I have been watching some of Wendell's videos and he often implies that the Intel Nics are good. I don't really understand what makes one better than another. Anyone have any insight? I couldn't find much on the topic, other than random BS in other forums... Is there something technically superior about Intel? Whats the difference between the Intel I218V, Intel I217V, Realtek RTL8111GR and Killer E2205?
I think it is the quality and the consistency that makes Intel NIC stands out. Killer NIC relies on software while Intel NIC is inheritantly faster and more stable. That is what I have heard, don't quote me on that.
Yea, that seems to be the general feeling. I Dont understand why intel makes more than 1 nic if they are all the same... #confused
If your using Linux stay away from killer. They use proprietary software that hasn't been reversed engineered fully and don't work very well.
That's is the main reason Intel NICs are highly recommended its mostly hardware based and has excellent support on almost all operating systems
Intel NICs do TCP checksum offloading as well as other offloads which take some of the load off the CPU and are able to get a little more bandwidth. Most other NICs support this too to some degree but a lot of them are broken and you get better performance with the feature disabled.
I ran across this on the pfsense website for hardware recommendations:
Selection of network cards (NICs) is often the single most
important performance factor in your setup. Inexpensive NICs can
saturate your CPU with interrupt handling, causing missed packets and
your CPU to be the bottleneck. A quality NIC can substantially increase
system throughput. When using pfSense software to protect your wireless
network or segment multiple LAN segments, throughput between interfaces
becomes more important than throughput to the WAN interface(s).
NICs based on Intel chipsets tend to be the best performing and
most reliable when used with pfSense software. We therefore strongly
recommend purchasing Intel cards, or systems with built-in Intel NICs up
to 1Gbps. Above 1Gbps, other factors, and other NIC vendors dominate
It's pretty general, and doesn't answer your specific question, but it's one piece of the puzzle.
i personaly prefer intel lans realy.
They allways have been decent and stable.
The diffrence between intel and killer is mainaly that killer gets included with some kind of wonky software, to priortise network traffic like gaming over something else.
But the problem with this is that it uses cpu sources.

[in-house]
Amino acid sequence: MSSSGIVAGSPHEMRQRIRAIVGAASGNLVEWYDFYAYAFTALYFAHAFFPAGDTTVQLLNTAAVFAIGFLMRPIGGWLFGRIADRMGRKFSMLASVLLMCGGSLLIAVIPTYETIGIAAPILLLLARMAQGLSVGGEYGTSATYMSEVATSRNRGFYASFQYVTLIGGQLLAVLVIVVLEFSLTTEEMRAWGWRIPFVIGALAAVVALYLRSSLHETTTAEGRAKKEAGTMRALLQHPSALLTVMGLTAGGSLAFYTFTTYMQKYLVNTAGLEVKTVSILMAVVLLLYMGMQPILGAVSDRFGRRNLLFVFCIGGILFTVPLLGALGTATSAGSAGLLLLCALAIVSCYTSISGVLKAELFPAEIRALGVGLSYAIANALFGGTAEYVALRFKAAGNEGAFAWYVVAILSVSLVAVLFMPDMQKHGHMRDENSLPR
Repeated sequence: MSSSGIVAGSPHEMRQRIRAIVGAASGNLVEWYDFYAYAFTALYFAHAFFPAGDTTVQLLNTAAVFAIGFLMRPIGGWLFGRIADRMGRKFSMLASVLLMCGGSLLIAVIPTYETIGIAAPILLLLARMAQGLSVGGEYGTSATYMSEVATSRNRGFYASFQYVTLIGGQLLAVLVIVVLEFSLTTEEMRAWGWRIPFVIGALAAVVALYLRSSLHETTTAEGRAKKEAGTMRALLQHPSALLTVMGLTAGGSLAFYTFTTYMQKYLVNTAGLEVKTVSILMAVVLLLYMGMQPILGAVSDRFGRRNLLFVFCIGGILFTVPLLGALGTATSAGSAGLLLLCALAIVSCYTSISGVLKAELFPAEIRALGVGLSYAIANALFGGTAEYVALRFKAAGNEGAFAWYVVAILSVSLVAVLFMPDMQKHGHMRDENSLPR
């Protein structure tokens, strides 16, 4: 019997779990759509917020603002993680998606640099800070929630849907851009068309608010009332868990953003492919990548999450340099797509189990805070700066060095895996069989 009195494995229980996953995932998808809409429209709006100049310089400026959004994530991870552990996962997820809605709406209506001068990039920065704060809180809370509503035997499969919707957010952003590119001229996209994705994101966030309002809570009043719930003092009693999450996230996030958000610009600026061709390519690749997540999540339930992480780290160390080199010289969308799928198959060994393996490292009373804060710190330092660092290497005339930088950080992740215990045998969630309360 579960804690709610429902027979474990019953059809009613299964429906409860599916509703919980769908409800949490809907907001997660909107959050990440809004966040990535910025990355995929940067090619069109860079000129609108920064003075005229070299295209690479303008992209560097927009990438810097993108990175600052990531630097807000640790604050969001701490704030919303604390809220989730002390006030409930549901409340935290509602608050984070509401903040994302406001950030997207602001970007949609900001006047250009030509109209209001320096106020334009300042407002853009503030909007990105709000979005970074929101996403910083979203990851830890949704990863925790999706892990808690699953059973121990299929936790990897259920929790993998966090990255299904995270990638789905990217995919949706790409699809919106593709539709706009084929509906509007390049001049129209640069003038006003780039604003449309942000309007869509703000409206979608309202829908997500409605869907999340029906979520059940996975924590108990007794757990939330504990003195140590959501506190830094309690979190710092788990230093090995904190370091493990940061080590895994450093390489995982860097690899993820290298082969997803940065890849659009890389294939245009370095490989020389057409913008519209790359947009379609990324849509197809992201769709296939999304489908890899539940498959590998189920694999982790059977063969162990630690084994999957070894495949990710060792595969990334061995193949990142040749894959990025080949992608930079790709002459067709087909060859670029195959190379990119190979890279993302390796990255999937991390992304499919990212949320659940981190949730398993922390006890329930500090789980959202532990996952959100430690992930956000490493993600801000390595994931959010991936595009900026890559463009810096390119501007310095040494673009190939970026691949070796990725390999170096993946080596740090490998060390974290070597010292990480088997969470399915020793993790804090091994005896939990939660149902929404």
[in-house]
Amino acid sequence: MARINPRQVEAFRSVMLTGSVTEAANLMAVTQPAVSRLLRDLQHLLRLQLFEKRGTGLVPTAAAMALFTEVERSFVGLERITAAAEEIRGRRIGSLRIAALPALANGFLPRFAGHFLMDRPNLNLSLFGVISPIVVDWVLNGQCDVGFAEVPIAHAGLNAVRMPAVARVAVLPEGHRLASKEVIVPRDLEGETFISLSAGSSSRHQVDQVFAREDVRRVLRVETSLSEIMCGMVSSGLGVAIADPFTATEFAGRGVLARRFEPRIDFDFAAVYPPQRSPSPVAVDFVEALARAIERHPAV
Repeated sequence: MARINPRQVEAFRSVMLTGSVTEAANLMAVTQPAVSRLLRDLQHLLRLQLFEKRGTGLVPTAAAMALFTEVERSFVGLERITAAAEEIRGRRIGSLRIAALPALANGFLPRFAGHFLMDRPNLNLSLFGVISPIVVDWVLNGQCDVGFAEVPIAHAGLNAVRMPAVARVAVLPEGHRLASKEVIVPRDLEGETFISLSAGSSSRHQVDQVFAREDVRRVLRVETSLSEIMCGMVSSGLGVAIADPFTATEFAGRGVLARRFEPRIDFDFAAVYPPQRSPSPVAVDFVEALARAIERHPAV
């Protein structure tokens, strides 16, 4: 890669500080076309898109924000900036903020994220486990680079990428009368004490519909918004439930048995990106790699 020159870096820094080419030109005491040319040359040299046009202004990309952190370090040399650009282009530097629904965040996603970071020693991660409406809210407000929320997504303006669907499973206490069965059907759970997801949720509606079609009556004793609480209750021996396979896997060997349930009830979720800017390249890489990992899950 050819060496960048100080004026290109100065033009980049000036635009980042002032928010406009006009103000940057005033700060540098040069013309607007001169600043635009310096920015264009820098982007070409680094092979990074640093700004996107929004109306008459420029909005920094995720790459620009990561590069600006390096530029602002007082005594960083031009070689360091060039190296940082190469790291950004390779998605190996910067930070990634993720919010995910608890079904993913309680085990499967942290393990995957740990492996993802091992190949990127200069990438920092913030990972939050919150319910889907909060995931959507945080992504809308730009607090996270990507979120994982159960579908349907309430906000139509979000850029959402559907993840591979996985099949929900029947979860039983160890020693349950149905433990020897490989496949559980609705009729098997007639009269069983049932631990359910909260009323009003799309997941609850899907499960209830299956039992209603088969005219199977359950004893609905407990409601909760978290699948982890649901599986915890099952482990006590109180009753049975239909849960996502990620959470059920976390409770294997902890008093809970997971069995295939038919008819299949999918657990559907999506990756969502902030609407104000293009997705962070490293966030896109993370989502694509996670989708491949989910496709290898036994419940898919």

Intel does QoS on a hardware base if im right, and letting the router mainaly deal with it.
Intel nic´s also using less cpu sources like @Dexter_Kane allready said.
I also think that intel is also the most used in an professional envoirement because of its functionality,like teaming possibility´s, and virtualization support. and reliability.
Realtek, well i basicly dont even wanne start about it, i have realtek onboard, and i dont like it at all, the drivers mainaly suck, and in my case, the lan chip causes allot of DP latency.
And its not allways realy stable.
Came here to say this. Thanks for pointing it out.
However, on a sidenote:
mostly Broadcom and Realtek are also well supported, but there is also that 10% chance that one is simply out of luck with the particular chip / model.
Intel NICs are generally a little bit more expensive that their competitors, but the advantages have already been pointed out above.
In addition, it is not like one is buying a new NIC every 2-3 years (like CPU, GPU et cetera)
I'm a little worried about the games Intel has started to play recently. For example, the I217-V :
Intel will try and stop you from installing the drivers in Windows Server and you have to manually tell it to use the driver for I217-LM instead.
While most users typically won't notice much of a difference between any of the various modern NICs in performance or stability - I ran into issues with RTL8169 Realtek cards dropping on older pfSense systems - haven't tested it after the move to the FreeBSD 10.1 kernel though.
Looking through the design and datasheets, You could actually find pros/cons for all the different solutions that might make you want to pick one over the other, but those generally aren't going to make a perceivable difference unless you're really looking to save a few milliwatts in power.
I would instead focus more on driver maturity/stability/availability for whatever OSes/etc you plan on using.
For me, that used to be Intel PRO/1000 PT cards and ignoring whatever was on-board - but most of my systems are migrating to 10GbE fiber now.